By Barbara Sadler, Path 1 Associate
Last month my husband and I took a “road trip” up to the Tennessee mountains to see the fall foliage. While we were in the area there were a couple of church-related colleges we wanted to see because they had such good reputations.
One we finally found only after driving 20 miles past it, then backtracking and driving around through the little town until we spotted some buildings in the distance that looked like they might be college buildings. The second one we never did find.
What both schools lacked were directional signs for those who didn’t already know where the schools were located. This is a common mistake on the part of established churches as well as new church plants.
Established churches think “everyone knows where we are.” Everyone doesn’t know. Only members and long time community residents (maybe) know where you are. Only members know where to go once they get to your church’s facility.
New church plants are even more at risk for being lost. They don’t yet have a permanent site. In the work I do I’ve discovered many new church plants and/or second sites of established churches that have no public signage indicating there is worship going on there. Or if there is a sign, it is too small to read driving by at 25, 35, or 45+ miles per hour.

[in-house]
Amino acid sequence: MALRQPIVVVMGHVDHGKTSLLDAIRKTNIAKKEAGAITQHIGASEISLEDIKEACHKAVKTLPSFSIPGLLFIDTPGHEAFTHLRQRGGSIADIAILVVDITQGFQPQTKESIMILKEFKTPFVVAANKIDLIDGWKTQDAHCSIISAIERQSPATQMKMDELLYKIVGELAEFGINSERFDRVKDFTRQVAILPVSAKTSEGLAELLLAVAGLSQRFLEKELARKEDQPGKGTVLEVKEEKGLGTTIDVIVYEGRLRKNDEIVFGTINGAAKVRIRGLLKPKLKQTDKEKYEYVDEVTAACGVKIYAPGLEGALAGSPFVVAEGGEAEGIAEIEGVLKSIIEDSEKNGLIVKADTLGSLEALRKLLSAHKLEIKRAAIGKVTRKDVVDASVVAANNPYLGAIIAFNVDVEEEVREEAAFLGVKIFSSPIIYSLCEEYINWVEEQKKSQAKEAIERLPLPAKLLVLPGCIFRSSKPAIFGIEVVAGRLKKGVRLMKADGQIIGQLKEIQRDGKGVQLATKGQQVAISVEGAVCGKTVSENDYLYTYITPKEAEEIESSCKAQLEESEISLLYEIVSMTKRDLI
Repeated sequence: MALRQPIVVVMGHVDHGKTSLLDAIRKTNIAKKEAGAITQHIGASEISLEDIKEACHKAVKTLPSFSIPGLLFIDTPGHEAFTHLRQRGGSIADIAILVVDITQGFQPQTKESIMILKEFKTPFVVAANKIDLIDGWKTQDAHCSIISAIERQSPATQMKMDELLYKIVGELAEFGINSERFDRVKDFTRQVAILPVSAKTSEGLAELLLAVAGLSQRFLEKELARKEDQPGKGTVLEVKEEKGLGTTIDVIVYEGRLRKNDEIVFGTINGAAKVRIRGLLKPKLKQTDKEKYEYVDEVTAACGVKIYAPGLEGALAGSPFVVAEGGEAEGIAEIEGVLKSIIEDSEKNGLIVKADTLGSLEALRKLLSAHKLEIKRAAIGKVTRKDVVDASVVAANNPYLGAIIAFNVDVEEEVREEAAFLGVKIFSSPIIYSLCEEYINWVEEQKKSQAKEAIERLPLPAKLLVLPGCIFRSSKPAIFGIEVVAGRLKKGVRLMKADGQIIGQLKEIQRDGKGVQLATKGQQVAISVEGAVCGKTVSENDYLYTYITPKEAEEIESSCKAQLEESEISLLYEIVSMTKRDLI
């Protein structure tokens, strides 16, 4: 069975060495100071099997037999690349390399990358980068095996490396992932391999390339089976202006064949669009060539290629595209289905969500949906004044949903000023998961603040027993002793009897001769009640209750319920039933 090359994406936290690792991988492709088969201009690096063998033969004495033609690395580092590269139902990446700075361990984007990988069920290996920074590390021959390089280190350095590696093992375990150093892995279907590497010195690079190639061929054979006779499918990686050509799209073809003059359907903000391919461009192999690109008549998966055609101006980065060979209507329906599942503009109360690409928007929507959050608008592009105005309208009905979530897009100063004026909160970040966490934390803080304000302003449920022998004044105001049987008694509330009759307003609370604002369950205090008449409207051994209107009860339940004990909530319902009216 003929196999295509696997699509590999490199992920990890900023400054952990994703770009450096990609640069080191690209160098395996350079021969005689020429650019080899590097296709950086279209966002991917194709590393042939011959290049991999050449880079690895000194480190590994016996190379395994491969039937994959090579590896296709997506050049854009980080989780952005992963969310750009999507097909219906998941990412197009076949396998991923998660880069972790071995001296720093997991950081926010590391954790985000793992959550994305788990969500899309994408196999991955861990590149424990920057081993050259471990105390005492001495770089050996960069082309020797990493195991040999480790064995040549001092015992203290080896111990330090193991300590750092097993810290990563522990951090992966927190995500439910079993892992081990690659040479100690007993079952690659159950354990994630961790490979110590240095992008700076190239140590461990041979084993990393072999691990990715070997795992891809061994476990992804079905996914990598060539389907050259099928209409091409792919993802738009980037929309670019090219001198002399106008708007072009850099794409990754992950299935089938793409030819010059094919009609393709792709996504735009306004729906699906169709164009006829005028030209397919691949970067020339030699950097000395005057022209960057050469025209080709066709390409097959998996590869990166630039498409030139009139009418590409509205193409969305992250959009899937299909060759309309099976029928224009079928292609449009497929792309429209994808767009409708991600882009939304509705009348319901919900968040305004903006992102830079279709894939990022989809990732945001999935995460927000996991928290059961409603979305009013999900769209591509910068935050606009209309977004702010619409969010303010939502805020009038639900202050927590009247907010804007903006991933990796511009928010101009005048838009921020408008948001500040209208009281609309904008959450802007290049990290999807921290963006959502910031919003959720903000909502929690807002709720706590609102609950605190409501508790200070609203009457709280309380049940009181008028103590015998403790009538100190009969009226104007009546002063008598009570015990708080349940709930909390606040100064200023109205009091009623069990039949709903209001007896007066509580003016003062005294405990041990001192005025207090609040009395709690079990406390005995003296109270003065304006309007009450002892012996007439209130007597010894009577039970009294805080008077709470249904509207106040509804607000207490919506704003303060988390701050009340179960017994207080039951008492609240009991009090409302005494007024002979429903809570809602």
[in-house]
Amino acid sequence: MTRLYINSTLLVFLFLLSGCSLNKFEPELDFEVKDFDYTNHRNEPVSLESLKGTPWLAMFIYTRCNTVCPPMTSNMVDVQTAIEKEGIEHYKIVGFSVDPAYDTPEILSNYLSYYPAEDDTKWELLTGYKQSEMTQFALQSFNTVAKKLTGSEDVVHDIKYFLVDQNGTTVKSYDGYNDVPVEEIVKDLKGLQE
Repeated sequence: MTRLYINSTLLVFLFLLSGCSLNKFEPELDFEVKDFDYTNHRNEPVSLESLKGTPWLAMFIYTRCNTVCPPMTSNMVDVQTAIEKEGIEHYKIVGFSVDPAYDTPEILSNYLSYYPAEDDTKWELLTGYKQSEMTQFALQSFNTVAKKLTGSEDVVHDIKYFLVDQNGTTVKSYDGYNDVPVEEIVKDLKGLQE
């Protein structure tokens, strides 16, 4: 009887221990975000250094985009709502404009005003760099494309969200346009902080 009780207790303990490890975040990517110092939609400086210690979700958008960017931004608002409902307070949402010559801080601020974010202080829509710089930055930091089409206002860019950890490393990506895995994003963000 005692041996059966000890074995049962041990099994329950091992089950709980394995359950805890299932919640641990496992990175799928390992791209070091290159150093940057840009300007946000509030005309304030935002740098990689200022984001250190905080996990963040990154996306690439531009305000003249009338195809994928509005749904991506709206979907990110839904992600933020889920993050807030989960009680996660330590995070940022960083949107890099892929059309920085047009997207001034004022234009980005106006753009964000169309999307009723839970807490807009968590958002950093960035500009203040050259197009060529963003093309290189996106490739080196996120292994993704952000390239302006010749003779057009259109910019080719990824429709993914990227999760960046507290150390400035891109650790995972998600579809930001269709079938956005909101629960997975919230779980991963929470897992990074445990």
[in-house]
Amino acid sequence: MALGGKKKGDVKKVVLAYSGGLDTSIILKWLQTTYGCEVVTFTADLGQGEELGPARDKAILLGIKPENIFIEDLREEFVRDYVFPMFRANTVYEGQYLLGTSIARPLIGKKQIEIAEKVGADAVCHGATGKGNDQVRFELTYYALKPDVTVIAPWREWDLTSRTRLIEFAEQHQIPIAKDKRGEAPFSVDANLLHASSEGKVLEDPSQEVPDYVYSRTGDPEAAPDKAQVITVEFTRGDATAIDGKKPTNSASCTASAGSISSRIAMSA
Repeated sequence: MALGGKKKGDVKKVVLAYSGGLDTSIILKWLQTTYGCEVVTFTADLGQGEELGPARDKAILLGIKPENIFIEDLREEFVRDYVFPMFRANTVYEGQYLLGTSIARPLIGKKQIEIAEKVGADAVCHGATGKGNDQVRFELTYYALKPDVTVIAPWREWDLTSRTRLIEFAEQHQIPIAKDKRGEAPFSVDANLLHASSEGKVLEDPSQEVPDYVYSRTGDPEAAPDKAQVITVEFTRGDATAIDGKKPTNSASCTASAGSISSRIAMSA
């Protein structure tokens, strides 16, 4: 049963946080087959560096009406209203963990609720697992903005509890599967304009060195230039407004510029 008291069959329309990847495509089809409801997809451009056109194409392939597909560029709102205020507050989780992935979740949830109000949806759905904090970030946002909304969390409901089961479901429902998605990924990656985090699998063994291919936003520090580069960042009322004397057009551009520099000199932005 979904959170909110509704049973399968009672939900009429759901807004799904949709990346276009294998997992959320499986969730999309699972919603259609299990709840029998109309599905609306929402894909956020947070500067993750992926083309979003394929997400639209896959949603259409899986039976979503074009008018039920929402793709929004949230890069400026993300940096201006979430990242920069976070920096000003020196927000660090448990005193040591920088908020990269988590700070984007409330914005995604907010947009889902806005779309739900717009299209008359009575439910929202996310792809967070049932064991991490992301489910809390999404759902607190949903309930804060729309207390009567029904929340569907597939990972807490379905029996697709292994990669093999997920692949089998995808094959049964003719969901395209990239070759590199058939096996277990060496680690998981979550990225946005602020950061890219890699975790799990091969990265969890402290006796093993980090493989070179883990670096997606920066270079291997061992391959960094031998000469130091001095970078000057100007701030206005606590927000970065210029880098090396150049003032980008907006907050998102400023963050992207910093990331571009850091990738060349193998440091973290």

Rule number 1 in hospitality is “help people find you”. Here's some suggestions:
- Have a huge banner printed up with the name of your church and the times of worship. These banners are relatively inexpensive. Be sure it can be read from the roadway at the speed of traffic.
- If your location is isolated you might need to create several directional signs.
- Have “business cards” printed with a map to the church location on the back. This gives your core group something to put in the hands of people they invite.
- Include a map and/or directions with all communication.
- Provide seasonal points of interest near the sign to change it up a bit and attract people’s attention.
And remember, planting churches is not about setting up shop and waiting to be found. It’s about finding the places where you are needed and planting yourself right there. Jesus didn’t tell his disciples to settle down and wait for people to come find them. He told them “go out” and “reach out” to people everywhere. How can we be the church everywhere if people have hunt for us?
For more detailed and helpful information, I refer you to Kennon Callahan’s book, Twelve Keys to an Effective Church, Chapter 9, “High Visibility.” Of course, this book has 11 other great tips as well, but for the purpose of this blog, I focused on helping people find you.
What is your church doing to increase your visibility, both along the road and within the community?